Allergen avoidance in asthma prevention
640
Adrenoceptor Agonists
651
Clinical pharmacology
658
Anticholinergic Bronchodilators
677
Sideeffects
685
Effects
693
Sideeffects
701
Cromones
707
References
716
Glucocorticosteroids
725
Effects on cell function
732
Pharmacokinetics
738
Clinical use of inhaled steroids
745
Mediator Antagonists
767
Plateletactivating factor PAF antagonists
773
Immunomodulators
783
Newer immunosuppressive agents
790
New bronchodilators
796
Cytokines and cytokine inhibitors
805
Gene therapy
813
Management of Severe Asthma
821
Assisted ventilation
827
Management of Asthma in Adults
835
Treatment of the patient with severe persistent asthma
852
Asthma in Children
859
Assessment of the clinical condition
865
Special age groups
883
General measures
889
Pharmacoeconomics of Asthma Treatments
903
Conclusions
914
Selfmanagement
922
Index
927
Página de créditos

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Términos y frases comunes

Pasajes populares

Página 28 - J 1992; 305:1395-1399. 244. von Mutius E, Martinez FD, Fritzsch C, Nicolai T, Roell G, Thiemann HH. Prevalence of asthma and atopy in two areas of West and East Germany.
Página 60 - Laitinen LA, Heino M, Laitinen A, Kava T, Haahtela T: Damage of the airway epithelium and bronchial reactivity in patients with asthma. Am Rev Respir Dis (1985) 131: 599-606.

Sobre el autor (1998)

Peter Barnes is Professor of Thoracic Medicine at the National Heart and Lung Institute, Head of Respiratory Medicine at Imperial College and Honorary Consultant Physician at Royal Brompton Hospital, London. He qualified at Cambridge and Oxford Universities was appointed to his present post in 1987. He has published over 1000 peer-review papers on asthma, COPD and related topics and has edited over 40 books. He is also amongst the top 50 most highly cited researchers in the world and has been the most highly cited clinical scientist in the UK and the most highly cited respiratory researcher in the world over the last 20 years. He was elected a Fellow of the Royal Society in 2007, the first respiratory researcher for over 150 years. He is currently a member of the Scientific Committee of the WHO/NIH global guidelines on asthma (GINA) and COPD (GOLD). He also serves on the Editorial Board of over 30 journals and is currently an Associate Editor of Chest and respiratory Editor of PLoS Medicine. He has given several prestigious lectures, including the Amberson Lecture at the American Thoracic Society and the Sadoul Lecture at the European Respiratory Society.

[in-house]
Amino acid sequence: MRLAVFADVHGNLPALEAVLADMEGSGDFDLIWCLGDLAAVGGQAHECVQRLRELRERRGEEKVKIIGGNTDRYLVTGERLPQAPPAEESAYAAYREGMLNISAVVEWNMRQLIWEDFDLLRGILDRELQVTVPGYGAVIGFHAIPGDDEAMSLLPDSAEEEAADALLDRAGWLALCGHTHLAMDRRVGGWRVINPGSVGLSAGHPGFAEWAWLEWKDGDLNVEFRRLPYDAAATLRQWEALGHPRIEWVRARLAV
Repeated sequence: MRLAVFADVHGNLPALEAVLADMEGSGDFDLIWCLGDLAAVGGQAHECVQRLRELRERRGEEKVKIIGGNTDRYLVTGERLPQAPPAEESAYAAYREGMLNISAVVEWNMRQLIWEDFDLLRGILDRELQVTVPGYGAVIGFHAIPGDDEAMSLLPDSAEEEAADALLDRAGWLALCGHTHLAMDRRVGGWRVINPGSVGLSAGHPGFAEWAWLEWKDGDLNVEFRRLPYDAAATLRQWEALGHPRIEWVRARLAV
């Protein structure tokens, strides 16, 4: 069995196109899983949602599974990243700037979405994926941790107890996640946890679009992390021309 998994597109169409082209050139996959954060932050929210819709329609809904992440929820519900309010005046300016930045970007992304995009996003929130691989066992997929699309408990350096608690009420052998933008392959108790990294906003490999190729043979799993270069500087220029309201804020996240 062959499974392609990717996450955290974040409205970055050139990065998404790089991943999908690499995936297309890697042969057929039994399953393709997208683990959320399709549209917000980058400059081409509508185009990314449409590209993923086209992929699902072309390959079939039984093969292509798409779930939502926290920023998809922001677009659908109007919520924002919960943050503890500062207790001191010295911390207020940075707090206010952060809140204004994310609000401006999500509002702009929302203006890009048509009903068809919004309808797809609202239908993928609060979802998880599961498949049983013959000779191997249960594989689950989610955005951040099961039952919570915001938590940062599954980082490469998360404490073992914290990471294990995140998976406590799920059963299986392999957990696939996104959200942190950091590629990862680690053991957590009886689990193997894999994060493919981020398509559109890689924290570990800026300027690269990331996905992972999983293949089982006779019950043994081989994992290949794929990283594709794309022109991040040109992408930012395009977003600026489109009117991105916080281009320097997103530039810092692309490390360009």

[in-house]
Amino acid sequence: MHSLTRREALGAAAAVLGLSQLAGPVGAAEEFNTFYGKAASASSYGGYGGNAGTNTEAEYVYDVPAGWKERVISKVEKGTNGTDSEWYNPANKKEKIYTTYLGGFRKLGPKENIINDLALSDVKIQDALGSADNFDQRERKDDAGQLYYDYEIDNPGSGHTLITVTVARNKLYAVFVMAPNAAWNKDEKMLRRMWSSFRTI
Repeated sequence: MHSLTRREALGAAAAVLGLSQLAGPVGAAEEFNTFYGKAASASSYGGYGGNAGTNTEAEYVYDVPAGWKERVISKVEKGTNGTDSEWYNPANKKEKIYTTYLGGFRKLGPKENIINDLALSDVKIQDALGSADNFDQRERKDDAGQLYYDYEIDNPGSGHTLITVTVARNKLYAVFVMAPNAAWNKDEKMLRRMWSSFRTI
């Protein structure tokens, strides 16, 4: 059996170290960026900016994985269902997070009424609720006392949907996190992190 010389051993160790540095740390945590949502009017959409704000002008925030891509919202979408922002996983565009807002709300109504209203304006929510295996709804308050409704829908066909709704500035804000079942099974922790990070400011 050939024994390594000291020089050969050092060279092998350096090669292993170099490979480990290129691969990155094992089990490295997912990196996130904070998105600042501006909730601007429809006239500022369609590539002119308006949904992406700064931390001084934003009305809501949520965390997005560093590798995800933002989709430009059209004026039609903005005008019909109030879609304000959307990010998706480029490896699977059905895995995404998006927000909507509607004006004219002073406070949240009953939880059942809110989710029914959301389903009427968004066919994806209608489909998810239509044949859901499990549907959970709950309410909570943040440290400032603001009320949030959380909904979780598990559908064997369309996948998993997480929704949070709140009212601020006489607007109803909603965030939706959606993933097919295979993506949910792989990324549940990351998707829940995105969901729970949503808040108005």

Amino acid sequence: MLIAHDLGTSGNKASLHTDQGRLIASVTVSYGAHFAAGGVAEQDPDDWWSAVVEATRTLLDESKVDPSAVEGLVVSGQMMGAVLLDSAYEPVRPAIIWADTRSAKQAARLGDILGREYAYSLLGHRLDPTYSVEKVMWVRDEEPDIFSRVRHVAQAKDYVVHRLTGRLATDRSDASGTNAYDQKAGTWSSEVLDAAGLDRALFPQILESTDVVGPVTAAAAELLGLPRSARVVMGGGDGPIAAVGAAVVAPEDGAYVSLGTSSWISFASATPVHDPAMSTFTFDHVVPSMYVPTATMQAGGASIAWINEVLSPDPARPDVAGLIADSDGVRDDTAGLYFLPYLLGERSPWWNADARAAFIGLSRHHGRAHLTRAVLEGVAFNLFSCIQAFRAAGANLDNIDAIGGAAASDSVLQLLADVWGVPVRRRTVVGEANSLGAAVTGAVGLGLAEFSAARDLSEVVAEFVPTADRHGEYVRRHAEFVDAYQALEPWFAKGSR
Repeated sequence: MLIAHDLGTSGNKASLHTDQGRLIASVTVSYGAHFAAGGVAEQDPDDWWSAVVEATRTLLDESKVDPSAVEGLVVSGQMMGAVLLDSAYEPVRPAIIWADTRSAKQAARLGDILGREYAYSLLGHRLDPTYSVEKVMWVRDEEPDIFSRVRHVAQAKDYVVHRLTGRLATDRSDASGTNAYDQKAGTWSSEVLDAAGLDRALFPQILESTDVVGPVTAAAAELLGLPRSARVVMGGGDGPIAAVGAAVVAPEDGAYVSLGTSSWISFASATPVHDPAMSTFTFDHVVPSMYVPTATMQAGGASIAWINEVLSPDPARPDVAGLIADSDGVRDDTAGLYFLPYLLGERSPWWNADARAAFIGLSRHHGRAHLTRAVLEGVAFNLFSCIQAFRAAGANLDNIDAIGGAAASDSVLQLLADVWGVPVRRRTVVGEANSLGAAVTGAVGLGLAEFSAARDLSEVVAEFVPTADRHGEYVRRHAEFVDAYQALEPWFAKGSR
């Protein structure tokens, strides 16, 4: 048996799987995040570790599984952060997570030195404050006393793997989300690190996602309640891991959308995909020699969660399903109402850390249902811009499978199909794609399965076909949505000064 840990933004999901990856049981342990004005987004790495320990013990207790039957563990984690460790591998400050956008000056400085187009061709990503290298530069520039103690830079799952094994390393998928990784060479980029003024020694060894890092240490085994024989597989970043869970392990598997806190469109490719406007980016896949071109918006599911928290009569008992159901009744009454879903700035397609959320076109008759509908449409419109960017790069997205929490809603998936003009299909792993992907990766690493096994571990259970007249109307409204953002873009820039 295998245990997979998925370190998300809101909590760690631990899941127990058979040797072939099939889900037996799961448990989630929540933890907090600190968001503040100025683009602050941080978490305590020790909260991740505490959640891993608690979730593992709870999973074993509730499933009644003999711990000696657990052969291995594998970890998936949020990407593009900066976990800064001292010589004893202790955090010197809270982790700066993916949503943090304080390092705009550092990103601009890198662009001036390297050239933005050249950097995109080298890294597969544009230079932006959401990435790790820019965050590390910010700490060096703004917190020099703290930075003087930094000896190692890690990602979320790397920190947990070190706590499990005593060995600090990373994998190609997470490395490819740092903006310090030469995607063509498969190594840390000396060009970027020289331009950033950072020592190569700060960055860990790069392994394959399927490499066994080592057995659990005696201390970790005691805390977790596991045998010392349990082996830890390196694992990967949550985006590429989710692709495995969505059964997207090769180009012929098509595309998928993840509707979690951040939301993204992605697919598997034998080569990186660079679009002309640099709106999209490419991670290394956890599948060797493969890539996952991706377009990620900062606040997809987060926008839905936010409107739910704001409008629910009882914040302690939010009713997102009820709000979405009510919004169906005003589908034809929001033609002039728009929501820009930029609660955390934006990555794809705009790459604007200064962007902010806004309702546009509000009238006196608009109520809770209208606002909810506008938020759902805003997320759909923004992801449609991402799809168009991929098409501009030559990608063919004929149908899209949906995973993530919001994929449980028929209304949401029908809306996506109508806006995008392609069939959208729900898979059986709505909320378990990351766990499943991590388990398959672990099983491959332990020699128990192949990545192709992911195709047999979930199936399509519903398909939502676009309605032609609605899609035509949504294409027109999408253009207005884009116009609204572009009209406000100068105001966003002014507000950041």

Neil Thomson is Professor of Respiratory Medicine at the University of Glasgow, Head of Respiratory Medicine within the Division of Immunology, Infection & Inflammation and Honorary Consultant at Gartnavel General Hospital, Glasgow. He graduated from the University of Glasgow and undertook postgraduate training in Glasgow, London and McMaster University, Canada. He is a former member of the Committee for Safety of Medicine and former Chair of the Scientific Committee of the British Lung Foundation. He has co-edited several textbooks on asthma and COPD and published over 150 peer-reviewed papers on asthma. His current research interests include corticosteroid insensitivity in smokers with asthma, biomarkers in asthma and COPD and assessment of novel treatments for asthma.